Often, the people doing the littering are also people excessively concerned with keeping up the cleanliness of their cars, without regard for others. Likewise, the people who operate these polluting businesses live in less polluted neighborhoods.











  11. While I understand that Compton has had some major problems with corruption in the past, (but what politician isn’t corrupt?)

    The companies that I’m naming have been there for a long time, a very long time, many of them have roots going back to WW2 or before that, so the corruption of recent times didn’t bring those companies to Compton, they may have kept them in Compton.

    My point of my post really was to point out the hypocrisy of the green movement or the greenie movement that will have a silly conversation or dedicate a whole blog to bringing a bag, buying a light bulb, getting an electric car, picking up your trash and riding a bike, but yet this same greenie movement refuses to even discuss issues of racism, sexism, immigrant rights, because they say these are little issues.

    And I wouldn’t have an issue with the pick up your trash, bring your own bag conversation if it included conversation on the little things like race, class and gender in addition to the bigger issues like pollution by these big industry type of polluters that is doing WAY more harm to the inner city than someone not using a trash can.

    To me if you’re willing to talk about the whole picture and you want to get anal on the whole litter bug thing fine, but more often and not you’re not talking to people like alienation, you’re talking to people who won’t talk about those other issues and will get down right defensive if you do bring up those issues.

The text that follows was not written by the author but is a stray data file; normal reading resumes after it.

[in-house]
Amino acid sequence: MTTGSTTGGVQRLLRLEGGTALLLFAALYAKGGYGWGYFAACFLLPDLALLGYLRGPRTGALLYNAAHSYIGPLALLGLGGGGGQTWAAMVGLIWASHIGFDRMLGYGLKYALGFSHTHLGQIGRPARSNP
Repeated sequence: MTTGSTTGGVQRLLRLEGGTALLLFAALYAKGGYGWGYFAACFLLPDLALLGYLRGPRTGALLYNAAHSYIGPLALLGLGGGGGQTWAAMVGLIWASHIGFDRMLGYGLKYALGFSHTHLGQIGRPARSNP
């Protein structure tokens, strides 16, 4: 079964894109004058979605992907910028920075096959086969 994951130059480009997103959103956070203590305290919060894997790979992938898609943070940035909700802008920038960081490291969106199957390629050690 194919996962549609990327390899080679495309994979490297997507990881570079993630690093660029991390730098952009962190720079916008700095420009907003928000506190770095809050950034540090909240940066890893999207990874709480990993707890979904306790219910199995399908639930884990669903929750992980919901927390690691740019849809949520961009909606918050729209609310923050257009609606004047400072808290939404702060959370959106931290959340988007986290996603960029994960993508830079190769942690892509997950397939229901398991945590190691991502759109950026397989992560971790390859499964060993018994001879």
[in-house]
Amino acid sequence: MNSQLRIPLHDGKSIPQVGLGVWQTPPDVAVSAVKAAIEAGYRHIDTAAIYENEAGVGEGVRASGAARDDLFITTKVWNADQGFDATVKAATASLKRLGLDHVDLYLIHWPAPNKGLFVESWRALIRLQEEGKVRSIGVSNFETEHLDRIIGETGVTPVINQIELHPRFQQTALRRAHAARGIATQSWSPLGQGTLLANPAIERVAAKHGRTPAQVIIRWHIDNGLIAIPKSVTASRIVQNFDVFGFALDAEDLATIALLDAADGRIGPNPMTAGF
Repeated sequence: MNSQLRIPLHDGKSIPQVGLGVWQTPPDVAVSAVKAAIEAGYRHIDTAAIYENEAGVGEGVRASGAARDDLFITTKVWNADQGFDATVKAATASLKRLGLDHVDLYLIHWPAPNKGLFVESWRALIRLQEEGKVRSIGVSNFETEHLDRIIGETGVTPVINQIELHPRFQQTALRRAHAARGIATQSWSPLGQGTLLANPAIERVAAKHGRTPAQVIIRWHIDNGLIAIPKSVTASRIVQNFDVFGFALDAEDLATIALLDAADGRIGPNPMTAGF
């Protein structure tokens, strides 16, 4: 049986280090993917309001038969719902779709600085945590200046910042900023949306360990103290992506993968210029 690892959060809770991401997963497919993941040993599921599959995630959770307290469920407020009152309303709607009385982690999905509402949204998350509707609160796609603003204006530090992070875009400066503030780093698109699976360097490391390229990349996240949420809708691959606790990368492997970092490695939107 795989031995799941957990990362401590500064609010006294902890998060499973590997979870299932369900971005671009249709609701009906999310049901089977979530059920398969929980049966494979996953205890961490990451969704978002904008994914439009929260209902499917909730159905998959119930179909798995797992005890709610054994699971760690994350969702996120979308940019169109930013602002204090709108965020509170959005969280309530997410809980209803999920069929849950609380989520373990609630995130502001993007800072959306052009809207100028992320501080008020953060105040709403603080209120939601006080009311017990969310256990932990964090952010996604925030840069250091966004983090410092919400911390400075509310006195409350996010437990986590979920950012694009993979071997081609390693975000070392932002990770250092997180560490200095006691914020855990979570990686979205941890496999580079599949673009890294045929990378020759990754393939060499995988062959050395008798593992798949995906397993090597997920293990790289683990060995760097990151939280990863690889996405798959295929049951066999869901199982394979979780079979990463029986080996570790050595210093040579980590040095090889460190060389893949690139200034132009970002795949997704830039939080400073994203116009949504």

Like Art’s post:

    That conversation should be had WAY more than the simple, “pick up your trash” and don’t use plastic conversation and it’s not and that’s sad.

    Too many convenient conversation having in the greenie movement owing to it being co-opted by people who want to make green.


  12. Sometimes, I get the impression that the green scene is too concerned about its own purity.

    In caste-based societies like India (and Japan to some extent) the “dirty” jobs, like butchering meat and collecting garbage, are assigned to the lower castes. That’s because the people near the top wanted to remain “pure” (i.e. vegetarian, clean, etc.). Their solution to their religious fanaticism: have the people not invited to the temple do the dirty jobs. That’s a lot like the situation in L.A. There’s a caste-like quality to pollution.

    It’s mostly immigrants who end up in jobs like trucking, to haul stuff from the ports to Vegas or wherever they unload. (The IE or Colton?) They live along their routes, too, in gateway cities, which have bad air quality because, really, they were basically designated to have it, a long time ago. (See the Vernon history.)

    Likewise, the modern caste-like system assigns factory jobs to the working class. These factories all pollute – either directly through energy intensive heating or cooling, incineration, manufacturing, or traffic. They also harm some of the workers, by exposing them to hazardous materials (often made from petroleum) in high concentrations. (That and the machinery, of course.)